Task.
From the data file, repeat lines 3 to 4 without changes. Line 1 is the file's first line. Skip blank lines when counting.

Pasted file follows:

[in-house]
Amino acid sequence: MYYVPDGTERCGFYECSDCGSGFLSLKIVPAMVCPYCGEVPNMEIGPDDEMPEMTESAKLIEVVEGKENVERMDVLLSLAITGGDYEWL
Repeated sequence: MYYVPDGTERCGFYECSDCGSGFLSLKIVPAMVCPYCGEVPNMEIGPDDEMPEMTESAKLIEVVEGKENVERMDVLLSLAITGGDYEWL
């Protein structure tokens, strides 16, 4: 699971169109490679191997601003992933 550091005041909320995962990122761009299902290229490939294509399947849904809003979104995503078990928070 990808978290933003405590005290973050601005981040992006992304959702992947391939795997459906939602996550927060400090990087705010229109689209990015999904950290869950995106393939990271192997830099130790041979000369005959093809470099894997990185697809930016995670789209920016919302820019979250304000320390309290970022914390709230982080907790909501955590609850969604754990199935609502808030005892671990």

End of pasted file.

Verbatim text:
Repeated sequence: MYYVPDGTERCGFYECSDCGSGFLSLKIVPAMVCPYCGEVPNMEIGPDDEMPEMTESAKLIEVVEGKENVERMDVLLSLAITGGDYEWL
């Protein structure tokens, strides 16, 4: 699971169109490679191997601003992933 550091005041909320995962990122761009299902290229490939294509399947849904809003979104995503078990928070 990808978290933003405590005290973050601005981040992006992304959702992947391939795997459906939602996550927060400090990087705010229109689209990015999904950290869950995106393939990271192997830099130790041979000369005959093809470099894997990185697809930016995670789209920016919302820019979250304000320390309290970022914390709230982080907790909501955590609850969604754990199935609502808030005892671990």